Switching Up Java: Unpacking Pattern Matching in Java 21

Photo of Luqman Saeed by Luqman Saeed

Pattern Matching for switch, introduced in Java 21 via JEP 441, marks a significant enhancement to the Java programming language, offering a more expressive and compact way to handle complex decision blocks. This feature extends the existing switch construct by allowing patterns in case labels, thus facilitating more concise, readable, and safe code when dealing with multi-way comparisons​​.

History and Evolution

The journey towards this feature began as early as JDK 17 with JEP 406, and it saw refinements across subsequent versions (JDKs 18 through 20) via JEPs 420, 427, and 433. The finalization of this feature in JDK 21 came after these series of previews and community feedback, which helped in making necessary refinements, including the removal of parenthesized patterns deemed to lack sufficient value and the inclusion of qualified enum constants as case constants in switch expressions and statements​.


The primary goals of Pattern Matching for switch as outlined in JEP 441 are:

  1. Enhancing the expressiveness and applicability of switch expressions and statements by allowing patterns in case labels.
  2. Relaxing the historical null-hostility of switch when desired.
  3. Increasing the safety of switch statements by requiring that pattern switch statements cover all possible input values.
  4. Ensuring that all existing switch expressions and statements continue to compile with no changes and execute with identical semantics​​.


Before the introduction of Pattern Matching for switch, we often found ourselves entangled in chains of if-else tests when comparing a variable against multiple alternatives. This was because the existing switch construct was limited to checking for exact equality against constants and could only cater to a few types like integral primitive types (excluding long), their corresponding boxed forms, enum types, and String. JEP 441 addresses these limitations by extending switch statements and expressions to work on any type and allow case labels with patterns, thus making code clearer, more reliable, and optimizable​​.

The examples below show how the new pattern matching construct in Java 21 simplifies code readability for decision making. First let's consider the following Shape class:


abstract class Shape {
    public ShapeType type;

class Circle extends Shape {
    public double radius;
    public Circle() {
        this.type = ShapeType.CIRCLE;

class Rectangle extends Shape {
    public double width, height;
    public Rectangle() {
        this.type = ShapeType.RECTANGLE;

class Triangle extends Shape {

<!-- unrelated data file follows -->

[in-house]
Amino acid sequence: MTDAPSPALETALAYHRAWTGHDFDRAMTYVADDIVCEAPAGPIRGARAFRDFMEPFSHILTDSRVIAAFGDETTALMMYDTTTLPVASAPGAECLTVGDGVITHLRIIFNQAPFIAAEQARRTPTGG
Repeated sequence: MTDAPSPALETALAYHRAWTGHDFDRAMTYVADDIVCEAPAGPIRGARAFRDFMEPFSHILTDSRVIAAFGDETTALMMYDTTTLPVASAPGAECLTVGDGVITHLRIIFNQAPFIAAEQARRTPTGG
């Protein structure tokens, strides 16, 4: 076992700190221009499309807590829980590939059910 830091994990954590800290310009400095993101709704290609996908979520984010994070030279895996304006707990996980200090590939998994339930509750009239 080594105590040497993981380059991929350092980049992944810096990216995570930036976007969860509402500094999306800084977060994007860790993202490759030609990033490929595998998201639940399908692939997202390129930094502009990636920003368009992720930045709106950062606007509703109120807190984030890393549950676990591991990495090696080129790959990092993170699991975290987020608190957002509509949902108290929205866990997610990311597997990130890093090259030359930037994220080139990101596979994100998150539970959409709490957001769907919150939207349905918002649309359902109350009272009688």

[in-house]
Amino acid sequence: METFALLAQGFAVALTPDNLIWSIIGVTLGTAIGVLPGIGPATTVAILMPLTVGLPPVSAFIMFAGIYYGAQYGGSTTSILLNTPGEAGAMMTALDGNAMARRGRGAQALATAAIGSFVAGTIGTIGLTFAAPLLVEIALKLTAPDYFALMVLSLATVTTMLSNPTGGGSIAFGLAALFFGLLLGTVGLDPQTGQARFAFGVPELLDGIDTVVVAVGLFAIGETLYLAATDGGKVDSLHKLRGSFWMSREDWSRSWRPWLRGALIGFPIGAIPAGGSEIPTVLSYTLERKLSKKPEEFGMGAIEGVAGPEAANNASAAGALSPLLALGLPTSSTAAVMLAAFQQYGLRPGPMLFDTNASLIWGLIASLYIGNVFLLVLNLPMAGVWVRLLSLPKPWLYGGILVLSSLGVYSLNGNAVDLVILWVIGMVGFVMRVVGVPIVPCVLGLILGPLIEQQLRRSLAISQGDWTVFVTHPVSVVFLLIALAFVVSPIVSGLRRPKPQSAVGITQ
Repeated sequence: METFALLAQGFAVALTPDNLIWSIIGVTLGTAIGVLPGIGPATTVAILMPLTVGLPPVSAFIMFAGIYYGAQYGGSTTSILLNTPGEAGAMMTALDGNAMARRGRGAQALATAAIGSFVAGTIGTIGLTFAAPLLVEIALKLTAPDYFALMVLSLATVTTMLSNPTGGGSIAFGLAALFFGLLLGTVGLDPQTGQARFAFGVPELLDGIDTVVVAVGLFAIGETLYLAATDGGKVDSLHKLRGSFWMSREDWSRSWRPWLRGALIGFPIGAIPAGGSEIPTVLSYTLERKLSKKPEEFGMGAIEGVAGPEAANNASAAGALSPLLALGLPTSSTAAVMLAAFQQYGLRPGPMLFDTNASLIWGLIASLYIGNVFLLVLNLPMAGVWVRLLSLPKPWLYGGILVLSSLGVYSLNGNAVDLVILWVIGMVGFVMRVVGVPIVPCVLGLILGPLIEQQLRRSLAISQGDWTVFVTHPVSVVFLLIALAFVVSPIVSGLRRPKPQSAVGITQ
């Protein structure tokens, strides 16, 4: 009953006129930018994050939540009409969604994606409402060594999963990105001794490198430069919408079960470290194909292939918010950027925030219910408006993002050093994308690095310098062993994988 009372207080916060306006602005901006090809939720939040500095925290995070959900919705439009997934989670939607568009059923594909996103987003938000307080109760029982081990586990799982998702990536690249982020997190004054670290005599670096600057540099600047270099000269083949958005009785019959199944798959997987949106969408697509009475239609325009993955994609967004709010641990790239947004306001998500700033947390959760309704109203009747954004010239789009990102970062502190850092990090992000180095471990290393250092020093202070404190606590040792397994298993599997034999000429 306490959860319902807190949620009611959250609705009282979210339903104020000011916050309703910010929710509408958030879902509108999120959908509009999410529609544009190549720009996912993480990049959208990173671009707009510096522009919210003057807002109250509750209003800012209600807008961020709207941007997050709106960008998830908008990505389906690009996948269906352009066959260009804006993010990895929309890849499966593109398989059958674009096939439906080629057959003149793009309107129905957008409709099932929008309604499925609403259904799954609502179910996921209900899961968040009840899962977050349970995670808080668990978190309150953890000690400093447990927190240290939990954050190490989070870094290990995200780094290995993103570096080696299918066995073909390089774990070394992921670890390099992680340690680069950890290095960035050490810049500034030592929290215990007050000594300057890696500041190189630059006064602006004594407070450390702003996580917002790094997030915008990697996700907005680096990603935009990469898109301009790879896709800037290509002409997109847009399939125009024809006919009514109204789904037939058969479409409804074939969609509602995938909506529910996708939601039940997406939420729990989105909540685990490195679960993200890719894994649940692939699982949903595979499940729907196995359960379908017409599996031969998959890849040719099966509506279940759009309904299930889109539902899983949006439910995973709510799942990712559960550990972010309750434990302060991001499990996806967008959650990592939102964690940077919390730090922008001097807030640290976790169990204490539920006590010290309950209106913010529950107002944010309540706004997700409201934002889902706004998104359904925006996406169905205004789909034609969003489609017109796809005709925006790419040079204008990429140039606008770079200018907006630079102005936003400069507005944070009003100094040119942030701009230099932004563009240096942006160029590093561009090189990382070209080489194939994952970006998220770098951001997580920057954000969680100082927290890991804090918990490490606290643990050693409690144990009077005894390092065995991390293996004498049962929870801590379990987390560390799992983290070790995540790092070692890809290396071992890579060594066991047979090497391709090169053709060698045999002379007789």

public double base, height;
    public Triangle() {
        this.type = ShapeType.TRIANGLE;

To make a decision based on the ShapeType of a given shape, the classic switch statement would look as follows:

public double calculateArea(Shape shape) {
    switch (shape.type) {
        case CIRCLE:
            Circle c = (Circle) shape;
            return Math.PI * c.radius * c.radius;
        case RECTANGLE:
            Rectangle r = (Rectangle) shape;
            return r.width * r.height;
        case TRIANGLE:
            Triangle t = (Triangle) shape;
            return 0.5 * t.base * t.height;
            throw new IllegalArgumentException("Unknown shape type!");

Clearly there is a lot of verbosity in there. This is not only tedious to write, but more importantly it's cognitively tasking to read. The switch expression using the enhanced pattern matching in Java 21 is as follows:

public double calculateArea(Shape shape) {
    return switch (shape) {
        case Circle c -> Math.PI * c.radius * c.radius;
        case Rectangle r -> r.width * r.height;
        case Triangle t -> 0.5 * t.base * t.height;
        default -> throw new IllegalArgumentException("Unknown shape!");


As you can see, the new construct is much more compact, easy to write and more importantly, easy to read. At the first glance you can tell the intent of the code with less cognitive effort. 

As the Java Language continues to get refined, the introduction of Pattern Matching for switch in Java 21 through JEP 441 is a testament to the language's evolution towards more expressive and efficient coding paradigms. By alleviating the need for verbose code and explicit type casting, this feature not only simplifies the syntax but also enhances code readability and maintainability.

The journey from the classic switch statement to the enriched pattern matching in Java 21 illustrates the ongoing commitment to making Java more adaptable and robust. As developers, embracing these advancements allows us to write cleaner, safer, and more descriptive code, thereby elevating the overall programming experience in the Java ecosystem. Never been a better time to be a Java developer!

Interested in more Java 21 content?

Fully managed Jakarta EE Cloud Deployment. ✅Handles Kubernetes for you.✅ 15 day free trial available.✅

Payara Cloud.